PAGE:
Marketing chapter 20

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Marketing chapter 20
2010-11-30 17:43:44
Marketing chapter

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  1. Discuss the nature and scope of personal selling and sales management in marketing. (LO1)
    • Personal selling involves the two-way flow of communication between a buyer and seller, often in a face-to-face encounter; designed to influence a person's or group's purchase decision
    • Sales management involves planning the selling program and implementing and controlling the personal selling effort of the firm
    • Scope of selling and sales management varies in three ways:
    • (1) Virtually every occupation that involves customer contact has an element of personal selling
    • (2) Selling plays a significant role in a company's overall marketing effort
    • (3) Salespeople occupy a boundary position between buyers and sellers; they are the company to many buyers and account for a major cost of marketing in a variety of industries; they can create value for customers
    • (4) Through relationship and partnership selling, salespeople play a central role in tailoring solutions to customer problems as a means to customer value creation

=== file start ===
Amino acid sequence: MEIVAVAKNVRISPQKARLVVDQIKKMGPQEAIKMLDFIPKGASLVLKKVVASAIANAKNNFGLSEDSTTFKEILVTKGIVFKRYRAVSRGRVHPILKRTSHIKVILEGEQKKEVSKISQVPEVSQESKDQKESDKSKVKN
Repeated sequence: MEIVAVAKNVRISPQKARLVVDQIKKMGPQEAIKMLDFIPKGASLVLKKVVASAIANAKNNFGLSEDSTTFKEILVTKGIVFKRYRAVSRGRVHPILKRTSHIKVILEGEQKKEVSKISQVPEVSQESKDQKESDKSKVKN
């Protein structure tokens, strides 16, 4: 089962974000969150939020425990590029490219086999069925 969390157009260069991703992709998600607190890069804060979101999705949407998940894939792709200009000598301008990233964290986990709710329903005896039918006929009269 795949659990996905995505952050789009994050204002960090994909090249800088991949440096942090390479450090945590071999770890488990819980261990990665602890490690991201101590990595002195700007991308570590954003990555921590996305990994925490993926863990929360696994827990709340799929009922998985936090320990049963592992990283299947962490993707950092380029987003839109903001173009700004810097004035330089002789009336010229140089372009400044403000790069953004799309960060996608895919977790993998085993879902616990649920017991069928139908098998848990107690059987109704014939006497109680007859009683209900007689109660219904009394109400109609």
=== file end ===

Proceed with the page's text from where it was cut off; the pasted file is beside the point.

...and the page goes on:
2. Identify the different types of personal selling. (LO2)
    • Three types of personal selling exist: (a) order taking, (b) order getting, (c) customer sales support activities
    • Each type differs from the others in terms of actual selling done and amount of creativity required to perform the sales task
    • Order takers process routine orders or reorders for products that were already sold by the company; generally do little selling in a conventional sense and engage in only modest problem solving with customers
    • Order getters sell in a conventional sense and identify prospective customers, provide customers with information, persuade customers to buy, close sales, and follow up on customers' use of a product or service; involves high degree of creativity and customer empathy and is typically required for selling complex or technical products with many options
    • Customer sales support personnel augment the sales effort of order getters by performing a variety of services; prominent in cross-functional team selling, the practice of using an entire team of professionals in selling to and servicing major customers
    • - missionary salespeople: do not directly solicit orders but rather concentrate on performing promotional activities and introducing new products (ie: pharmaceutical - actual sales made through wholesalers or directly to pharmacists)